Practical ways to prove your value in a challenging legal market
by Clare Brown on September 20, 2022
Proving the value of the library and information team to management is an ongoing challenge. How can information people who work in legal, commercial or financial industries move beyond the immediate logistical challenges, and use their considerable library management skills to innovate, demonstrate value and continue to make an impact in a brave new world? Why not join us in this webinar?
Vable's webinar will say that library and information people are great in a crisis. We’ve always said this but now we can prove it - over the past few years we have seen a global pandemic, continuing war and political instability, and now we face a cost of living crisis and will probably see a recession. After proving our crisis management abilities, proving our value should be easy, right?
The evidence for heeding current economic warnings
While nothing is certain, the spectre of a recession is almost upon us, as economists continue to talk about a downturn, amid rising interest rates, a cost of living crisis, inflation and geopolitical tensions. In July 2022, the International Monetary Fund’s chief economist said that the world is teetering on the edge of a global recession, only two years after the last one.
However, the recent Thomson Reuters report caught my attention - what does that dramatic drop in 2022 say? Are we all doomed? Of course not, despite the gloomy economic outlook, most law firms continue to see strong client demand. Despite the alarming graph, as the analysis points out, there are a lot of positive takeaways:
- Worked rate growth was solid, and rate realisation improved.
- Tech spending remains strong which suggests confidence in the future.
This paradox may bolster overconfidence in firms that do not have a contingency plan, which could expose them to inevitable market corrections. It’s a warning and should be taken seriously - the first sign we should be preparing ourselves for the unknown. We know that firms are quick to pivot in times of economic slowdown - as one practice area shrinks, another grows!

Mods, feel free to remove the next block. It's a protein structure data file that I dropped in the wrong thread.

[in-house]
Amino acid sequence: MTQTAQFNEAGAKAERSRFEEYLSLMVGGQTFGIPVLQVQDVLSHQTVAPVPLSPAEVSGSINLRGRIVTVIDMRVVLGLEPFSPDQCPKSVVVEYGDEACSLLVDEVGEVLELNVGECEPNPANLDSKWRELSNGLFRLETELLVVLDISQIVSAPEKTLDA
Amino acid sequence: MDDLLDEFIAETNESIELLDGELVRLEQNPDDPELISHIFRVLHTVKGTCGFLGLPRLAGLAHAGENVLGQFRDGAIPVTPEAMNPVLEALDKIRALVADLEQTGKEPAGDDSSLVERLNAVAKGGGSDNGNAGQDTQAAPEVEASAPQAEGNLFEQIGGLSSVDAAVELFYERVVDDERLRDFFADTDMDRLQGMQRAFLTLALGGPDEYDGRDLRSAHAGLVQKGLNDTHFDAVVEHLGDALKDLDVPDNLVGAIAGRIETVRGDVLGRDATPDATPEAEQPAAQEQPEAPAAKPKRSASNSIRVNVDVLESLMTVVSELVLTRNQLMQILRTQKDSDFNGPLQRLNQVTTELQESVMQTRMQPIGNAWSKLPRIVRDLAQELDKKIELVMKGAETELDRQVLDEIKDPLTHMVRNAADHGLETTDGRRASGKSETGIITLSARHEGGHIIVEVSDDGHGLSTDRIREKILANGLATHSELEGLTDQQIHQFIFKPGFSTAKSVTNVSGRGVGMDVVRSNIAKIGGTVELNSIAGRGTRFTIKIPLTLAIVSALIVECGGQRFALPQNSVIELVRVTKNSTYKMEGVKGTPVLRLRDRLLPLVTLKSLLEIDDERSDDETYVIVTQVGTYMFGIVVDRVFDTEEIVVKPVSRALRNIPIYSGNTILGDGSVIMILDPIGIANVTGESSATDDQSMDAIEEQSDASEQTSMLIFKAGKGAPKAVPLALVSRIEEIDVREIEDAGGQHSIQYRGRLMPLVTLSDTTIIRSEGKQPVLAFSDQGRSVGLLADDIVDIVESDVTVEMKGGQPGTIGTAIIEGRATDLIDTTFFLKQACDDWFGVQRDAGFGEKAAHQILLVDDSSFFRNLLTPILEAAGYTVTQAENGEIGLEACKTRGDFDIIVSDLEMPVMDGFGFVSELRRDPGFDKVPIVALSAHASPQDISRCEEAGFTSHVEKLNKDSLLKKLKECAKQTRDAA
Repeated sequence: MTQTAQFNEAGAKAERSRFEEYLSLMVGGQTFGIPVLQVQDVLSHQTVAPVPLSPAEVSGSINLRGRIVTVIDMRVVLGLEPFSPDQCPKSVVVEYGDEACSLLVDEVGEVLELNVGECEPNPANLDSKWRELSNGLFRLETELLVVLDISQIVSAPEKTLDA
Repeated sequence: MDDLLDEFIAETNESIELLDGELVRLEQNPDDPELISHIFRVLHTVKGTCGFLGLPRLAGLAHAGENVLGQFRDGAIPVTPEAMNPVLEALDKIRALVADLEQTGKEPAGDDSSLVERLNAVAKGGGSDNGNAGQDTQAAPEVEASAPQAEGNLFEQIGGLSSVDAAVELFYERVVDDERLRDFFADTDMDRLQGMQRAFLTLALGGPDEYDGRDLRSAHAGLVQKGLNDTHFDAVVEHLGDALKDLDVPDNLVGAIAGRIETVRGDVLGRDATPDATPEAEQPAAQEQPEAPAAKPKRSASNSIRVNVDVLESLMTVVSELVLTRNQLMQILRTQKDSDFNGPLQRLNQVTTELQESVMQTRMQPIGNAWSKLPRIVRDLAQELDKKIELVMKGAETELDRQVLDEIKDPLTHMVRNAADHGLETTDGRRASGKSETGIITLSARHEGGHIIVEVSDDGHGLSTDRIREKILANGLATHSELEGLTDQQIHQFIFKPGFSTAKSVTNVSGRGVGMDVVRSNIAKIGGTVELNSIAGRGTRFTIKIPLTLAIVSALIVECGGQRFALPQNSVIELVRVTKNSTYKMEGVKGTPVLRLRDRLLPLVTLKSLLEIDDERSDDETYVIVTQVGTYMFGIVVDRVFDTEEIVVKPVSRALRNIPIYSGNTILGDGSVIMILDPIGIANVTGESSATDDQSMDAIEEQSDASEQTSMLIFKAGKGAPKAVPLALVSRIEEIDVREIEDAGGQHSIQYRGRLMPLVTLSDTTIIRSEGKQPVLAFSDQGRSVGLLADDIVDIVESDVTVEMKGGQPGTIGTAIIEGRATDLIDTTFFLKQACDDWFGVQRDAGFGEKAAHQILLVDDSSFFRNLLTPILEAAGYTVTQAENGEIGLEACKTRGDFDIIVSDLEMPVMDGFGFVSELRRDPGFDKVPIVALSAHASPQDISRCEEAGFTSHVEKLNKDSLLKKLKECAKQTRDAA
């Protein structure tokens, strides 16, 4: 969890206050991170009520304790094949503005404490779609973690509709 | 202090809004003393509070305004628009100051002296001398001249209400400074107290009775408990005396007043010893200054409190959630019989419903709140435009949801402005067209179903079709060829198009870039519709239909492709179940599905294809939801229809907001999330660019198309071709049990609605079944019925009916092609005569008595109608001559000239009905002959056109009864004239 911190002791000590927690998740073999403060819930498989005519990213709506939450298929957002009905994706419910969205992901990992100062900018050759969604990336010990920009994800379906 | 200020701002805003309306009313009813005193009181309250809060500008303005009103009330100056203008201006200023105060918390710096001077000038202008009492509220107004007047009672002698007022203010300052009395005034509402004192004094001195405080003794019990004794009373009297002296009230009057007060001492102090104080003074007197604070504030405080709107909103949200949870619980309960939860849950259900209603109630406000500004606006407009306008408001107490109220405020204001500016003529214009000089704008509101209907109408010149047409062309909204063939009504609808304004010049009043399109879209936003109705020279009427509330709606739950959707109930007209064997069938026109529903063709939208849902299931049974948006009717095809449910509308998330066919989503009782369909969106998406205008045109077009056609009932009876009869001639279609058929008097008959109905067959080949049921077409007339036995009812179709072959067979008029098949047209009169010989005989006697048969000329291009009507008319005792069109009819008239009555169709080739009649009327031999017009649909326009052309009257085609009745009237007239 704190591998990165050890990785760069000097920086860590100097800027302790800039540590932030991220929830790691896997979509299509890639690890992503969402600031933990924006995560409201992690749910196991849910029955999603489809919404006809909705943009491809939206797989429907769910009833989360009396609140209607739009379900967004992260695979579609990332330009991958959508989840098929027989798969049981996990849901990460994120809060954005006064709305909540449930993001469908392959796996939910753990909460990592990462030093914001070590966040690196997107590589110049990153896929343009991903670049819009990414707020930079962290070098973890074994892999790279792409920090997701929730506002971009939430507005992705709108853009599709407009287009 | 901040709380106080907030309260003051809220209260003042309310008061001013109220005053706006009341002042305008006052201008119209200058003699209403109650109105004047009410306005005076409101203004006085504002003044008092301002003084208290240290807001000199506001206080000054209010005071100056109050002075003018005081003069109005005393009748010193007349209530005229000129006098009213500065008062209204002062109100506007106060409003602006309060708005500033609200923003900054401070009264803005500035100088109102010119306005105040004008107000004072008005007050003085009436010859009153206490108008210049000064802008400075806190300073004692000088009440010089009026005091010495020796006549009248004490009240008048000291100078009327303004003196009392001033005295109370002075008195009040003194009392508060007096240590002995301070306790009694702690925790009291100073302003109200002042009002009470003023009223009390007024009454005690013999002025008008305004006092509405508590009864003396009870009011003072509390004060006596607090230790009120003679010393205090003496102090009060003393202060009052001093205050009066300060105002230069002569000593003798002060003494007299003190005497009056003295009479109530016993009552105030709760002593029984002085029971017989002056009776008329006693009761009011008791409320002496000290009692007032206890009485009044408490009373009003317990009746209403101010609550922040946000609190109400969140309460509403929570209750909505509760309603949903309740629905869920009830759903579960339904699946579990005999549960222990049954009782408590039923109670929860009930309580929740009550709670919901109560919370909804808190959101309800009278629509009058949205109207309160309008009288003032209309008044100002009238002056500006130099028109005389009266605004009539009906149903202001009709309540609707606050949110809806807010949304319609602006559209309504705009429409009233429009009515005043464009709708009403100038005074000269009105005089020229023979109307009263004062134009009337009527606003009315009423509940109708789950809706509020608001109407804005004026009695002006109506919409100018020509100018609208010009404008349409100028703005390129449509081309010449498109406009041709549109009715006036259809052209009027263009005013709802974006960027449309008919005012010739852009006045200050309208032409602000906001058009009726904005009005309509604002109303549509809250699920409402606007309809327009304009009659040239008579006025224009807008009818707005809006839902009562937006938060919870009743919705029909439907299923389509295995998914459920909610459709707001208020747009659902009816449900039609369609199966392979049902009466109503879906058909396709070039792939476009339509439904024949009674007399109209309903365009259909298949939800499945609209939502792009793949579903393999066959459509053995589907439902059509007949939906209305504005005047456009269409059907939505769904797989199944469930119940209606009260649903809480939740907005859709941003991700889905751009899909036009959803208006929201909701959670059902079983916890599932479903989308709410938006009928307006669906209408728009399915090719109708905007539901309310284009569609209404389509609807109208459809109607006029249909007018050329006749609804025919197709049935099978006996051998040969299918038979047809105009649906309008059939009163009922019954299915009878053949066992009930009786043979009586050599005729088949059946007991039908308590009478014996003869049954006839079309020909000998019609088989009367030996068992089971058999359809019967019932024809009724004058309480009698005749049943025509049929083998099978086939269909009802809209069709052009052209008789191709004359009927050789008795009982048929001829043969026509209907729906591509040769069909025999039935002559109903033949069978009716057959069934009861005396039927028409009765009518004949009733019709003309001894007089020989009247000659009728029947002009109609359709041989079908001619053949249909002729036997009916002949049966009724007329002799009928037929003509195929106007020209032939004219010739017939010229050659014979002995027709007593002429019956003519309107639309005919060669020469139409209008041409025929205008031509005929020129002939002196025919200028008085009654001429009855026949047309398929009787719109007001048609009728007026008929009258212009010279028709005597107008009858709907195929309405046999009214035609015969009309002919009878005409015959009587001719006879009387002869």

The library and information teams have already scanned the horizon and are ready to provide the resources to ensure end-users have all the information they need. We are constantly making adjustments in response to challenging situations. Indeed, our organisations are relying on our rapidly evolving creativity to predict what might happen next!
Where does this leave the library and information department?
Ultimately, every firm wants to increase revenue, increase profits, and reduce costs.
Library and information managers certainly have a responsibility to ensure that budgets are adhered to and to make savings where possible. We can reduce headcount and cut subscriptions but we have learned that cutting costs isn’t always the way forward. Instead, we have to be clever with the resources we already have - or invest in systems that enable us to do more with less.
As information experts, the expectation is that librarians should provide the best, most authoritative information to decision-makers to drive business success. Delivering that is contingent on us having sufficient resources to invest in systems that meet the evolving needs of the business.
But how do we convince managers that we need more - not less - investment, when resources are limited? For better or worse, logically collecting evidence and presenting it to management won’t guarantee that you’ll win them over or even communicate value. Your reports need the right style to make the substance more palatable to the right audience.
Our data can be used in stories to prove our value
We know that librarians bring value to organisations but how do we communicate this to others? Explaining to a colleague what you do each day is never going to communicate your value. If anything, it may well add another layer of confusion as they find themselves distracted by jargon and foreign-sounding terminology.
How do you present your monthly/annual library statistics? Reports with charts and graphs look professional and are expected by your more data-minded stakeholders but do they deliver the full picture? We shouldn’t be saying goodbye to raw data or even SMART objectives, but we should ensure that we communicate value in a way people will understand.
- What if we explained how we had eliminated end-user pain points?
- What if we collected testimonials from influential end-users and clients?
- What if we persuaded groups to advocate on our behalf in unexpected places?
- What if we demonstrated how we had enhanced the reputation of the firm?
- What if we fulfilled objectives that contributed to the overall strategy of the firm?
Don’t make “value” a boring box-checking exercise which only occurs at budget setting time. Demonstrating value should become second nature and be incorporated into every workflow; every interaction with an end-user is an opportunity to create a story in your reports and newsletters to management (and others!).
It is a continuous process of improvement and not just something you should think about when economic conditions get challenging - heed the warning and start now! Watch our webinar to find out more.